Exclusive: Crypto crime down in 2021 through April, but 'DeFi' fraud at record -CipherTrace


FILE PHOTO: Customers talk against a backboard with signs of cryptocurrency during 2020 Taipei International Finance Expo in Taipei, Taiwan, November 27, 2020. REUTERS/Ann Wang

NEW YORK (Reuters) - Losses from cryptocurrency theft, hacks and fraud fell sharply in the first four months of the year, but crime in the booming "decentralized finance" space hit an all-time high, a report from crypto intelligence company CipherTrace showed on Thursday.

DeFi applications are platforms that facilitate crypto-denominated lending outside traditional banking, using an open-source code with algorithms that set rates in real time based on supply and demand. Many DeFi applications are embedded in the ethereum blockchain.

Globally, crypto criminals ran away with $432 million as of end-April, according to the CipherTrace report. About 56% of that, or $240 million were DeFi-related, a record peak.

For the whole of 2020, losses in the crypto sector through fraud and crime were $1.9 billion. In 2019, crypto crime losses hit a record $4.5 billion.

Cryptocurrencies are once again in the spotlight with the surge in prices for the second-largest token, ethereum, and social media darling, dogecoin.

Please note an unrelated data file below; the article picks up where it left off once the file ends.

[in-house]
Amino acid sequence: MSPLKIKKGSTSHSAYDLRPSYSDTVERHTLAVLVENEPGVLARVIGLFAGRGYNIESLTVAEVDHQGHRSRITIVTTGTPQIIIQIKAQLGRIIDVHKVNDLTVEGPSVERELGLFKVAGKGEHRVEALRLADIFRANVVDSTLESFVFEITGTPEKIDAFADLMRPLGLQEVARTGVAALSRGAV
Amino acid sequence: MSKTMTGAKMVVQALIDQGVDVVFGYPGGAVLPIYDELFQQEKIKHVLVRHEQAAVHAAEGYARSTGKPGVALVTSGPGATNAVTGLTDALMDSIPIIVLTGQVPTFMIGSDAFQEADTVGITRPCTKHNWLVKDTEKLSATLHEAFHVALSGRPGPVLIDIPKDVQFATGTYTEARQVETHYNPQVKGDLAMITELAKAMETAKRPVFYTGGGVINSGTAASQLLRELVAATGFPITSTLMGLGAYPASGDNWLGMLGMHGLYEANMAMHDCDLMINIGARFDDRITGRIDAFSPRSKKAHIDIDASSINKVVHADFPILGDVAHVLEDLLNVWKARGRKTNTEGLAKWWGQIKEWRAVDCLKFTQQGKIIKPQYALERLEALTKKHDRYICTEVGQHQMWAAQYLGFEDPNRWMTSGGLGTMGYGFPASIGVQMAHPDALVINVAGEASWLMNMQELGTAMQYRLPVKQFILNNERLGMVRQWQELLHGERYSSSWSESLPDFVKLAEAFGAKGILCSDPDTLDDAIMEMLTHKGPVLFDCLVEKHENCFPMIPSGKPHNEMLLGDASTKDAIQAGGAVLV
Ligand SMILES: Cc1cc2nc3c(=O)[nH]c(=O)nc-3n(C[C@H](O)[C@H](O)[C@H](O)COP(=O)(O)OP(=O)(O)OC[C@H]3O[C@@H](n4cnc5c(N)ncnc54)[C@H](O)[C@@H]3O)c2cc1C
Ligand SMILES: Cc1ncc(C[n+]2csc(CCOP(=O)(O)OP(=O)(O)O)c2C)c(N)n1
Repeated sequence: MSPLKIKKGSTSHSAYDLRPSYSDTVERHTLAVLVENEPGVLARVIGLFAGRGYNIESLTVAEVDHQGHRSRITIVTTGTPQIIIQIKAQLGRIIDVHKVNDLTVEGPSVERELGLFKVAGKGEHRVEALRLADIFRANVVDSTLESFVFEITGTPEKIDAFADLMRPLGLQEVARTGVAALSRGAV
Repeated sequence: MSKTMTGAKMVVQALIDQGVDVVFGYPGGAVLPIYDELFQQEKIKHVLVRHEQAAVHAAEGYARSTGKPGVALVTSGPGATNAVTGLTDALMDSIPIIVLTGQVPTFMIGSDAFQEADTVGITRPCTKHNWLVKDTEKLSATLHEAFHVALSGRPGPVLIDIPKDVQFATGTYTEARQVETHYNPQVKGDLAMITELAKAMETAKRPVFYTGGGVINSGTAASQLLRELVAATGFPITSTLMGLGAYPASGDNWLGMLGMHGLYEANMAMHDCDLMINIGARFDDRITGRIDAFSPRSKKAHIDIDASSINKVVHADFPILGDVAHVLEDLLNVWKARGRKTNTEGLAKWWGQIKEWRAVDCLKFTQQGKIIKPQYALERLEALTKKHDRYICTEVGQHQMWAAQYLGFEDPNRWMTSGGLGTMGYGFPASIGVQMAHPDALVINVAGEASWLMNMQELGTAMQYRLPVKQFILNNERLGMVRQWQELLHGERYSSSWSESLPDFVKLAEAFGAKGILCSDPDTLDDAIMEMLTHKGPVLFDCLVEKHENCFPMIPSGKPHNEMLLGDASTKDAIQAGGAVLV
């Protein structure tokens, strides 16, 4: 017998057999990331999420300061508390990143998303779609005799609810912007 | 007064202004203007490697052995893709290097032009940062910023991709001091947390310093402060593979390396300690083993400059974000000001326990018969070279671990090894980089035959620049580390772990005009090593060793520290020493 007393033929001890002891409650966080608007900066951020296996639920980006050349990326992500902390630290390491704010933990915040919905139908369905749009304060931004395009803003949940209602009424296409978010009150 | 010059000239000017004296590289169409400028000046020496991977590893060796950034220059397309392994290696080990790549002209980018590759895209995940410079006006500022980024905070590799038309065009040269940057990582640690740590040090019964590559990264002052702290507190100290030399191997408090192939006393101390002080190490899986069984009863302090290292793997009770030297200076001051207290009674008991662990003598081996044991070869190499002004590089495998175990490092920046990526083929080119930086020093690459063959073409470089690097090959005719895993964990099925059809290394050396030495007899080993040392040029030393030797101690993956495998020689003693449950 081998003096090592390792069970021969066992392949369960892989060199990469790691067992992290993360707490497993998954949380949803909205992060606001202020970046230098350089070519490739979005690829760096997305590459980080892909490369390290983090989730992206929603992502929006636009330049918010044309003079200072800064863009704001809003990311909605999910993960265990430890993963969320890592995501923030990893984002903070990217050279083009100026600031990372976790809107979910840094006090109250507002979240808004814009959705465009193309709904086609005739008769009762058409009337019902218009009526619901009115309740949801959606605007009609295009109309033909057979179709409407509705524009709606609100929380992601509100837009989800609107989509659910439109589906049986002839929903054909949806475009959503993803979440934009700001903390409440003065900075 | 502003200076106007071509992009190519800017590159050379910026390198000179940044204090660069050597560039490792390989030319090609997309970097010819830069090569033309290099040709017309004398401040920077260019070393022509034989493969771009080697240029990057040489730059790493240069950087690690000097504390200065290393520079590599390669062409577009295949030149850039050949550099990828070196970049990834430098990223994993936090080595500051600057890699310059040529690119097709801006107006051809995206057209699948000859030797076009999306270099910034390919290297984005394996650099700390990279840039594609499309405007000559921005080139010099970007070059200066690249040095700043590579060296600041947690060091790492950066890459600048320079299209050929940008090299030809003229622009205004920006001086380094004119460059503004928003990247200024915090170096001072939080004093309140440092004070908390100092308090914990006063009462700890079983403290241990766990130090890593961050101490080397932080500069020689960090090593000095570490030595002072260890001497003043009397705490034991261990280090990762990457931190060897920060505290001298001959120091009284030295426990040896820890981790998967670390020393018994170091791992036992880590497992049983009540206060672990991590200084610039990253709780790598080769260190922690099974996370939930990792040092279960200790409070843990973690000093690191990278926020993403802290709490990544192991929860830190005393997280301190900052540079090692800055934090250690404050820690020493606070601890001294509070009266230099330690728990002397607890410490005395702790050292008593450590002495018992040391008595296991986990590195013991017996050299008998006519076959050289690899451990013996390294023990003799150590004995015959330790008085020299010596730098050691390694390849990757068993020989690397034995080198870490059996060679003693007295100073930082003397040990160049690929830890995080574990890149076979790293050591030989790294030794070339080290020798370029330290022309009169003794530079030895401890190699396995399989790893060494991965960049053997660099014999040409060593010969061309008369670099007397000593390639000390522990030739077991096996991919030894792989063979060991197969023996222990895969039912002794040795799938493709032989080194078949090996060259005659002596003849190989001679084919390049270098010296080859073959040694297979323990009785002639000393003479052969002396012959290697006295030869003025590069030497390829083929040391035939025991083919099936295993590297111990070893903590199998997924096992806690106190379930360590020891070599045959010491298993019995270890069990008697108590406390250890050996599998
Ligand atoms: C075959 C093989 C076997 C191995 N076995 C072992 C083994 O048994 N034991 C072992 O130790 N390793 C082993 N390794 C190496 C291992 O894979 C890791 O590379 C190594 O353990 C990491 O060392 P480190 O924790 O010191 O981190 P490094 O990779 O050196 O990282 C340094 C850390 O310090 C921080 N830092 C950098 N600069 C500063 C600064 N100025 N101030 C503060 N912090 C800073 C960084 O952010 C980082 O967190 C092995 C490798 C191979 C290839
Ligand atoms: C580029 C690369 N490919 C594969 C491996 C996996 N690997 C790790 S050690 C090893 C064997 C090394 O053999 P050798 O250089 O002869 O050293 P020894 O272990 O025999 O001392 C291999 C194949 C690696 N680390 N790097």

The drop in crypto crime reflects some maturation in the industry, as infrastructure improved and companies and exchanges boosted security systems.

DeFi, however, is another story. The value locked - the total number of loans on DeFi platforms - was $86 billion as of Wednesday, DeFi Pulse data showed, up roughly 650% from $11 billion in October.

The surge in the industry's growth has attracted the bad actors and market participants said the rise in crime is likely to accelerate as DeFi expands further.

"As more money pours into the space from retail and institutional players, bad actors will seek to take advantage of the hype to draw people into scams and hackers will seek out projects that have launched without performing adequate security audits, exploiting loopholes encoded in the smart contracts," Dave Jevans, CipherTrace's chief executive officer, said in an emailed response to Reuters.

Losses from DeFi-related hacks already exceeded the $129 million taken for the whole of 2020. In 2019, there were no DeFi losses reported.

One of the major losses in the DeFi space was the $80 million worth of funds stolen on April 19 from EasyFi Network, a DeFi project on the Polygon Network, the CipherTrace report said. EasyFi reported that a hacker stole roughly $80 million worth of funds from its wallet.

(Reporting by Gertrude Chavez-Dreyfuss in New York; Editing by Alden Bentley and Matthew Lewis)

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